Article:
Digital technology for rainforest protection in Indonesia: disturbances, revitalisation and resilience
Rainforests provide essential ecosystem services and livelihoods to hundreds of millions of people across the globe and are key to achieving Sustainable Development Goal 15. However, they are also constantly under threat from climate change and deforestation and degradation. Digital technology might offer solutions to help protect rainforests, but solutions to what exactly, and what are its limitations? To address these questions, this blog post takes a closer look at the role of technology in preparing for rainforest protection, how it is used to respond to disturbances, and how it can be used to restore and revitalise nature on the ground. This can range from the simple digitisation of pen and paper data collection tools to the use of satellite imagery and specialised soft- and hardware.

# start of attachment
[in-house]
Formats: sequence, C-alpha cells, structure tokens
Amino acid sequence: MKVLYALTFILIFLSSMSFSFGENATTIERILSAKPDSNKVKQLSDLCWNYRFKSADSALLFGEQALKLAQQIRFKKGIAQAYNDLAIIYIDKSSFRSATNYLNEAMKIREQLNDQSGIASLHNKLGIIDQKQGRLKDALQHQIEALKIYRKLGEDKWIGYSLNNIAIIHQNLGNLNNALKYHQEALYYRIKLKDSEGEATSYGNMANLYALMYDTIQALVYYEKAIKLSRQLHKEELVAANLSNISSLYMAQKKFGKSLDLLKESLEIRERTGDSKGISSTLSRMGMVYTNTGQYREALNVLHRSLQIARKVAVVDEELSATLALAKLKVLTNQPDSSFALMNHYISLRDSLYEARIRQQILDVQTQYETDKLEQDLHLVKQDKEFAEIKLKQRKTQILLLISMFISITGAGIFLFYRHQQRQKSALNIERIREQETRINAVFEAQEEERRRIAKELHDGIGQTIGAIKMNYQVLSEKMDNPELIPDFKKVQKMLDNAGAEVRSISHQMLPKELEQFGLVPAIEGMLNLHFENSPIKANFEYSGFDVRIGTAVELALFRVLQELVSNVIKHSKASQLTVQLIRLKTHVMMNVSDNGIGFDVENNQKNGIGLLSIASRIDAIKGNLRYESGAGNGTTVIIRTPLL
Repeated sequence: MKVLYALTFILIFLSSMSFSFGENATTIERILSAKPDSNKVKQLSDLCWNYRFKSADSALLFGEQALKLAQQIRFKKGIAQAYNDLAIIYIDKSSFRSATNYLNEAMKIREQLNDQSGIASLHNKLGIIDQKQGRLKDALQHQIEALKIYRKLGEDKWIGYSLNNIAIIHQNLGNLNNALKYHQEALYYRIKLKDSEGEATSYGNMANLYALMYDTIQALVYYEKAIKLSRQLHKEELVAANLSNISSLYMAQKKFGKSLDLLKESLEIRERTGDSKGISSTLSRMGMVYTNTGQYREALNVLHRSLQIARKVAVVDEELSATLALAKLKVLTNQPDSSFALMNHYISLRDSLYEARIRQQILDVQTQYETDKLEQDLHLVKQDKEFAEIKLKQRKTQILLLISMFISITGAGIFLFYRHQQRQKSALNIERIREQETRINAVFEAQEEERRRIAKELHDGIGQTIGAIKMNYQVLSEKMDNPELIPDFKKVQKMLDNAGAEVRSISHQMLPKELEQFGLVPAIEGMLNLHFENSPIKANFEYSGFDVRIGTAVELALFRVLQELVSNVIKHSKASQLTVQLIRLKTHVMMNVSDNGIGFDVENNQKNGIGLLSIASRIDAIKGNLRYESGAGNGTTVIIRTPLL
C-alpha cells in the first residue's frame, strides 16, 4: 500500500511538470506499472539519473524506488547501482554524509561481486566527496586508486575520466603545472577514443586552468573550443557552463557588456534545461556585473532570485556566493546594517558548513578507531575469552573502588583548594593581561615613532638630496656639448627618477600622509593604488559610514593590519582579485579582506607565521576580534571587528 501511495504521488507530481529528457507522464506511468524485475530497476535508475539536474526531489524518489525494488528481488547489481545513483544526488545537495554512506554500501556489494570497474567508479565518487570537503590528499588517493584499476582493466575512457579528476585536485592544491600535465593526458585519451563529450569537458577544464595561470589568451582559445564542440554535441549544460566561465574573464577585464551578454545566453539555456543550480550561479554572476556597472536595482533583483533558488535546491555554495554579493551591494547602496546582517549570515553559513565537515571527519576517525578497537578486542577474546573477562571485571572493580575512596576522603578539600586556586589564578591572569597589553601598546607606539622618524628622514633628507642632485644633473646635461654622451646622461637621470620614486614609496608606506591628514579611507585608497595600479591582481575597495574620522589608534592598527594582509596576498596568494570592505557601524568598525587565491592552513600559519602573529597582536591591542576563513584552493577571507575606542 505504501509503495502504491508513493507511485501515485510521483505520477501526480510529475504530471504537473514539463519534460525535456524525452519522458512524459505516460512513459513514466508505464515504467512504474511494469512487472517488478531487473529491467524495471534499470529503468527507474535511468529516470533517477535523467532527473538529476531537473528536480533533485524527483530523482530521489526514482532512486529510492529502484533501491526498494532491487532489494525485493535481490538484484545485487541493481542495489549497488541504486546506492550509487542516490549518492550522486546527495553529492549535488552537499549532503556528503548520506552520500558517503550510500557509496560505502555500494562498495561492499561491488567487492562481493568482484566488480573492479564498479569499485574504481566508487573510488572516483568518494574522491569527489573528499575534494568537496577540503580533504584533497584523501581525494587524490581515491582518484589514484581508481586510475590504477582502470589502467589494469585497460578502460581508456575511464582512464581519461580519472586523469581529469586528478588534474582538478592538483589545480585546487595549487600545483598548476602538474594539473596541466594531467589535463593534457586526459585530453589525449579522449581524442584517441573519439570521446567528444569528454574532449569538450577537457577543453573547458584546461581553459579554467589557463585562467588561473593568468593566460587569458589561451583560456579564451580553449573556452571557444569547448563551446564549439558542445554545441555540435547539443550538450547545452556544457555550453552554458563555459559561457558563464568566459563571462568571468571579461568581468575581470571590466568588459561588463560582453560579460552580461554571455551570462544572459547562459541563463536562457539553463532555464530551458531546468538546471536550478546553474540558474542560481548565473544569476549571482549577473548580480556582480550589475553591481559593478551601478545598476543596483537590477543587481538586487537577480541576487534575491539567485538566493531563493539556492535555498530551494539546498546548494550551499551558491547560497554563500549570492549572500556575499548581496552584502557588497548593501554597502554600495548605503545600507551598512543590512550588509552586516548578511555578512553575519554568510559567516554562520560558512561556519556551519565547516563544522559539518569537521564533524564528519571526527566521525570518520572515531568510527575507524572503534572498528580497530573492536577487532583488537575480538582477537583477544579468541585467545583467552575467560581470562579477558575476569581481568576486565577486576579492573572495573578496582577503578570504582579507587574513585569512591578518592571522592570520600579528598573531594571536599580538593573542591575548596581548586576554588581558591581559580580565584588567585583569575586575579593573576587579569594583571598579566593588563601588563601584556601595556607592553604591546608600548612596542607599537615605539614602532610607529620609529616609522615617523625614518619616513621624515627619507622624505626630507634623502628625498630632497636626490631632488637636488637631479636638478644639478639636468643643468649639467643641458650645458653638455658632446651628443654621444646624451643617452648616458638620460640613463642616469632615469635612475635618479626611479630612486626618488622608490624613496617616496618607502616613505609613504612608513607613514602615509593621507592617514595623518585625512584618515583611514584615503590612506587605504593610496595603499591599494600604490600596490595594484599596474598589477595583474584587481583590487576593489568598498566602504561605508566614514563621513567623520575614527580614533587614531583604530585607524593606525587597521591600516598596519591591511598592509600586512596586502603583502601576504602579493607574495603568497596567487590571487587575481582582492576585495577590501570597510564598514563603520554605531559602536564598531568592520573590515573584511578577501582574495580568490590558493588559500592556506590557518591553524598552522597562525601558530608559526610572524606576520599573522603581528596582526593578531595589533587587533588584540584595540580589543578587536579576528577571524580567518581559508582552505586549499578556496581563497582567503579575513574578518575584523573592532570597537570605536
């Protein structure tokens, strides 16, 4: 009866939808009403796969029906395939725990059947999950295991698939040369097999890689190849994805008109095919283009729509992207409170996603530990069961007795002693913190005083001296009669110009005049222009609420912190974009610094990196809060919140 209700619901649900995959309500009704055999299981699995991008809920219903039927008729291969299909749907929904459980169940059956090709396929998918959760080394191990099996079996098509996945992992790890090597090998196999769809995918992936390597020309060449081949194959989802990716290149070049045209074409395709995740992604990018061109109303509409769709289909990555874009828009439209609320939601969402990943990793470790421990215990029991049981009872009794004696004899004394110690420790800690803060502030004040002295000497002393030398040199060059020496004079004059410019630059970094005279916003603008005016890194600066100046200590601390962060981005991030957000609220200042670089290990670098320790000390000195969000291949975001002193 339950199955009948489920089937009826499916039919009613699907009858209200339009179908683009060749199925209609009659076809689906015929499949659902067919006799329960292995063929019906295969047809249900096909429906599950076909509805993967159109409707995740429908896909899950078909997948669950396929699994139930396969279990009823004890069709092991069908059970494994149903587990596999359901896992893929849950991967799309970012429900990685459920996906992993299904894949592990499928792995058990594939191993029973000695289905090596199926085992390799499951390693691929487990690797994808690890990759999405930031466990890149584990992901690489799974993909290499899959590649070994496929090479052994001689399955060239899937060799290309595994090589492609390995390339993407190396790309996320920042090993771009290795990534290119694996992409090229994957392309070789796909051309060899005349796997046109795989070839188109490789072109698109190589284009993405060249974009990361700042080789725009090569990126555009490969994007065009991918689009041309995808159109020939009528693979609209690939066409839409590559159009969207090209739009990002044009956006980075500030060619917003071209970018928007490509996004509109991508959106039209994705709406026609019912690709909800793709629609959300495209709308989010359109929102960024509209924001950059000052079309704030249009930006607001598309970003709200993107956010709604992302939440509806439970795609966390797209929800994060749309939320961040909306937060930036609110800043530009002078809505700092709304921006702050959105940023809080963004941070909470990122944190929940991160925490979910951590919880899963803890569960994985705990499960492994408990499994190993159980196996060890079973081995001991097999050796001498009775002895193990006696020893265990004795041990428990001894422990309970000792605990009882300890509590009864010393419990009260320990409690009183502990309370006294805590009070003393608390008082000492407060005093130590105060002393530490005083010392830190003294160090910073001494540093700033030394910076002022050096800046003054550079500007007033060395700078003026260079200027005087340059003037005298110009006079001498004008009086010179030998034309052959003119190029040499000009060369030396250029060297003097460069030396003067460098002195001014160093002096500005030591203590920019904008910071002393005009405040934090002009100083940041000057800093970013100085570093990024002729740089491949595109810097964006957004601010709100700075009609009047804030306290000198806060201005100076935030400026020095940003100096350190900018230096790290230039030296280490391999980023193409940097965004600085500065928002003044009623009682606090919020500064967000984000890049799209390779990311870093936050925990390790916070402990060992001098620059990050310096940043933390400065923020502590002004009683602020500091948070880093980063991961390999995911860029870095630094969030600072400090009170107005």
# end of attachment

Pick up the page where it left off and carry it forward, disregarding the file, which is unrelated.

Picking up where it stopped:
Rainforests store up to 55% of all above-ground carbon, and Indonesia has the third largest rainforests in the world. However, like elsewhere, Indonesian rainforests are constantly under threat from climate change in the long-term, but also especially from people seeking to convert rainforests in support of land uses, particularly palm oil, that deliver more immediate and tangible benefits. In a recent working paper we explored the climate change – technology – rainforest protection nexus through the lens of resilience. It shows that technology is mostly used to provide information to stakeholders such as conservation organisations and the Government of Indonesia. This information helps them to better understand, monitor, and prepare for ‘fast onset disturbances’ such as forest fires or illegal logging which can take place suddenly.